Leigh Richmond Roose; SAFC War Hero

Leigh Richmond Roose

W - Leigh Richmond Roose

A remarkable man Roose was born on 26 November 1877 at Holt, 5 miles East of Wrexham, Wales. His Father Richmond Leigh Roose was a Presbyterian Minister in the Village. It is almost certain that his Father would have kept company with the iconic writer HG Wells who worked as Teacher at Holt Academy at the same time. More than a mere goalkeeper Roose was also a renowned Socialite, Playboy, Trainee Physician and Soldier of his day. As a true maverick his brushes with authority became legendary. He is widely regarded as one of the finest footballers that Wales has ever produced.

At the age of 16 Roose was accepted to study at the University of Wales Campus at Aberystwyth where he wanted to study medicine. However it wasn’t long before he became better known as a remarkably talented goalkeeper for the University football team. By 1899 he was good enough to be mentioned as a possible selection for the Welsh national team, eventually making his debut for them against Ireland in the Home International Championships. Roose followed this up with an appearance for Town in the Welsh Cup Final of 1900 against Druids from Ruabon where he picked up a winners medal in a 3 v 0 romp.

Roose moved to London and by 1901 his performances in goal for club and country were attracting the attention of professional clubs; so much so that he signed for Stoke City in the October of that year. In a fixture at Manchester City Roose saved a penalty, gestured to the crowd and had an apple thrown at him. So began a maverick career that contained many legendary stories. Included was a visit to Sunderland where one of the home Directors made fun of the Stoke team. Roose’s reaction was to punch the man in the mouth; he was severely censured by the FA once the incident became public.

It was therefore ironic when he signed for Sunderland in January 1908. Many felt that this now plugged a gap left by Ted Doig when he left Wearside to join Liverpool in 1904. Roose had of course a claim to fame being the custodian for Sunderland in the 9 v 1 victory at St James Park. Roose kept the match ball and took it to London, presenting it to his Nephew. Its whereabouts is now unknown. Although he left Sunderland having made just 99 league and cup appearances his impact on the club was immeasurable. At the end of the 1907/08 season for example the Directors presented him with an “address” as a thank you for his performances. The book remains to this day in the hands of Roose’s family. As a further indication of the esteem with which he was held on his team mate at Sunderland, George Holley once described Roose as “the mould from which the rest were created”.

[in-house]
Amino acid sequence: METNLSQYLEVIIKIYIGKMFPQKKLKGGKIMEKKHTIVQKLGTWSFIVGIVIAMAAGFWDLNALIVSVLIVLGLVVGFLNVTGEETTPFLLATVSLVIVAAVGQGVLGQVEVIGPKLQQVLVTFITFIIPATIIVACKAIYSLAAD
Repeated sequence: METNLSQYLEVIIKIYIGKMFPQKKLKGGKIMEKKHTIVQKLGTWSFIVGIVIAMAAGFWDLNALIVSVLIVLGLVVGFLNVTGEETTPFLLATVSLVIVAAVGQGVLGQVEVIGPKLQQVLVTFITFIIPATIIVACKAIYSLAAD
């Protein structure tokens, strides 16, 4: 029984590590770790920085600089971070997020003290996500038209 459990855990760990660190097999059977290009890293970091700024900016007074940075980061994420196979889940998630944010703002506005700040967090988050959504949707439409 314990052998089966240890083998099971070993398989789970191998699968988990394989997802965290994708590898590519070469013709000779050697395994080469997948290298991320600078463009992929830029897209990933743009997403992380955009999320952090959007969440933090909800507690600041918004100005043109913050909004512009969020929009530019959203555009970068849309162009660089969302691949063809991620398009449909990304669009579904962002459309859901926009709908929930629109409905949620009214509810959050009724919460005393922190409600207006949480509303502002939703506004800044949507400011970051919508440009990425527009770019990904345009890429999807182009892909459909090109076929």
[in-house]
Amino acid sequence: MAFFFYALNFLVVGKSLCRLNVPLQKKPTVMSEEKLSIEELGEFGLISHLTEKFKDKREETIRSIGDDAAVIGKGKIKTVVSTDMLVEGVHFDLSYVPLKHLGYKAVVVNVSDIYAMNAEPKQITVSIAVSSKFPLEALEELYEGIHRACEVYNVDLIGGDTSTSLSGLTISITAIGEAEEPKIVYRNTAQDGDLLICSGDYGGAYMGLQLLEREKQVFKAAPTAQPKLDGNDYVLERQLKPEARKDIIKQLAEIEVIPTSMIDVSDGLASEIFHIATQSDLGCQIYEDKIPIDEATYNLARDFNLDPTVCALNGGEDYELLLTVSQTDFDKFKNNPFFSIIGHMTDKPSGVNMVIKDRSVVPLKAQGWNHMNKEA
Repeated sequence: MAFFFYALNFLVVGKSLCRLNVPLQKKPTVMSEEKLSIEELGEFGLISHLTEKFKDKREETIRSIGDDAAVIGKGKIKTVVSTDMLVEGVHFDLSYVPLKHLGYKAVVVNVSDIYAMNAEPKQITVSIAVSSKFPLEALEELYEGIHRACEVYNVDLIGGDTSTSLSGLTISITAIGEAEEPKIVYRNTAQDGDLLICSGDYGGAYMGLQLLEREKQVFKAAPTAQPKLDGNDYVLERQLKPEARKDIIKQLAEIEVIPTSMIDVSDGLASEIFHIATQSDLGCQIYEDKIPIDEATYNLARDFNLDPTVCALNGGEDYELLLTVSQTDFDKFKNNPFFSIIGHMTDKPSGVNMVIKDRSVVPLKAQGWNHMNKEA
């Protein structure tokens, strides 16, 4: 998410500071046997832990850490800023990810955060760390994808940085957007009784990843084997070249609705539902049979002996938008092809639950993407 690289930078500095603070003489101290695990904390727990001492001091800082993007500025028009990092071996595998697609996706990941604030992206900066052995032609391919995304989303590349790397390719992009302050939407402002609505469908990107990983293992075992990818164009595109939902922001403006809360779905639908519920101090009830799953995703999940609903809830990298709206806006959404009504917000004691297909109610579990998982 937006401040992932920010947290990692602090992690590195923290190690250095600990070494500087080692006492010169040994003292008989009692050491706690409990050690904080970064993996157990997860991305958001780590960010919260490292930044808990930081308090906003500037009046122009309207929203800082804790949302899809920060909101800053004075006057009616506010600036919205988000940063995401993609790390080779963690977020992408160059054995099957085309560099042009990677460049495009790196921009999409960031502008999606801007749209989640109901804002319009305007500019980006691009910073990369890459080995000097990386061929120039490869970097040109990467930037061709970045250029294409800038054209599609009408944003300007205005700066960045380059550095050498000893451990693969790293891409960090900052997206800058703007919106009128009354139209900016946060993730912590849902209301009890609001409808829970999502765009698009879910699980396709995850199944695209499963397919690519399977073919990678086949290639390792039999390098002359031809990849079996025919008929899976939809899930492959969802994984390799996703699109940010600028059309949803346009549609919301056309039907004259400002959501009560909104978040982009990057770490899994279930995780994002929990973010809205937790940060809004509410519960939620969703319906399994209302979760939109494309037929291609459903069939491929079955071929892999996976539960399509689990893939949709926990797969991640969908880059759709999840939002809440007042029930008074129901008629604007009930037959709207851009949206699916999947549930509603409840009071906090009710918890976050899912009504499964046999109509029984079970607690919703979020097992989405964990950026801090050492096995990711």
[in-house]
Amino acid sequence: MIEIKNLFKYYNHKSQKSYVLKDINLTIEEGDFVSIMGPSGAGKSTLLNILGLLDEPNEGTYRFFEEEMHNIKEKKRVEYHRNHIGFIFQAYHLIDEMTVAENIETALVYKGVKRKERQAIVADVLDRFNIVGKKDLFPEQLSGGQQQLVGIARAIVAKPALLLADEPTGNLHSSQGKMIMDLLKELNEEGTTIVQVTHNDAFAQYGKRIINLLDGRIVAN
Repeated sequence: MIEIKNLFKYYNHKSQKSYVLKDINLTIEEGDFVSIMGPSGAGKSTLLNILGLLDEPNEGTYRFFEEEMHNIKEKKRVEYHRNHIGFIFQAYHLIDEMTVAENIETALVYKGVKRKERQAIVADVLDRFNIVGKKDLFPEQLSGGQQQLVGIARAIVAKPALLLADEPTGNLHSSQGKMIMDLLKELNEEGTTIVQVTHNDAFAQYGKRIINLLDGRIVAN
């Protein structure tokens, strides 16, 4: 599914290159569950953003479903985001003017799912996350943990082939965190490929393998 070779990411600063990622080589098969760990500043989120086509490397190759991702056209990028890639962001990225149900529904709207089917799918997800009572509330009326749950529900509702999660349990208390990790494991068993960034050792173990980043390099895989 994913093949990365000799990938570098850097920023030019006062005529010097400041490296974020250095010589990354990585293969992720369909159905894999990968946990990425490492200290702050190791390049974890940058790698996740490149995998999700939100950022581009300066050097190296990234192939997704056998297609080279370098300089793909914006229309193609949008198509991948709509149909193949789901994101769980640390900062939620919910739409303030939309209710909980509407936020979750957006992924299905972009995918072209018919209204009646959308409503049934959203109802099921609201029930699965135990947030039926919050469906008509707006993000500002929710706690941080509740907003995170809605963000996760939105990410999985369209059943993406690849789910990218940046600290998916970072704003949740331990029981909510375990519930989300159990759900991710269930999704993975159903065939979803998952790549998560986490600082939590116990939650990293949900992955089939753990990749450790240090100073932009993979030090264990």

Roose caused a stir when he played as a guest for Port Vale in a reserves game against his former club Stoke City in 1910. Roose insisted on playing in his old Stoke City shirt and annoyed the opposition fans further by the turning in a Man-of-the-Match performance. The game ended in a riot.

Roose also insisted on wearing the same undershirt for every game – an old black-and-green Aberystwyth top – which was never washed for fear of bad luck.

The events surrounding Roose’s eventual death would remain a mystery for almost 90 years. The good Doctor had been assigned to the 9th Royal Fusiliers in France during WW1 following a spell as a military medic in Turkey. On 28 August 1916 he was awarded the Military Medal for bravery having been part of a successful allied attack on the Germans at a place known as Ration Trench and was promoted to the rank of Lance Corporal. Well known to all of his comrades at arms he became embroiled in The Battle of the Somme and died on the Western Front on 7 October 1916, following 99 days of consecutive fighting, mown down by a machine gun. As far as his family was concerned they had been told that Roose was missing in action, presumed dead, following his participation at Gallipoli in 1915. However the mis spelling of Roose’s name as Rouse in the official British War Records did not reveal his true fate, in France, until December 2006. The legendary Leigh Richmond Roose is remembered at Thiepval, the largest British War Memorial in the World designed by the influential architect Sir Edwin Lutyens.

Roose made his debut for Sunderland AFC on 18 January 1908 alongside another debutant Thomas Grey. This makes Roose the 184th player to have appeared in a first class game for The Black Cats


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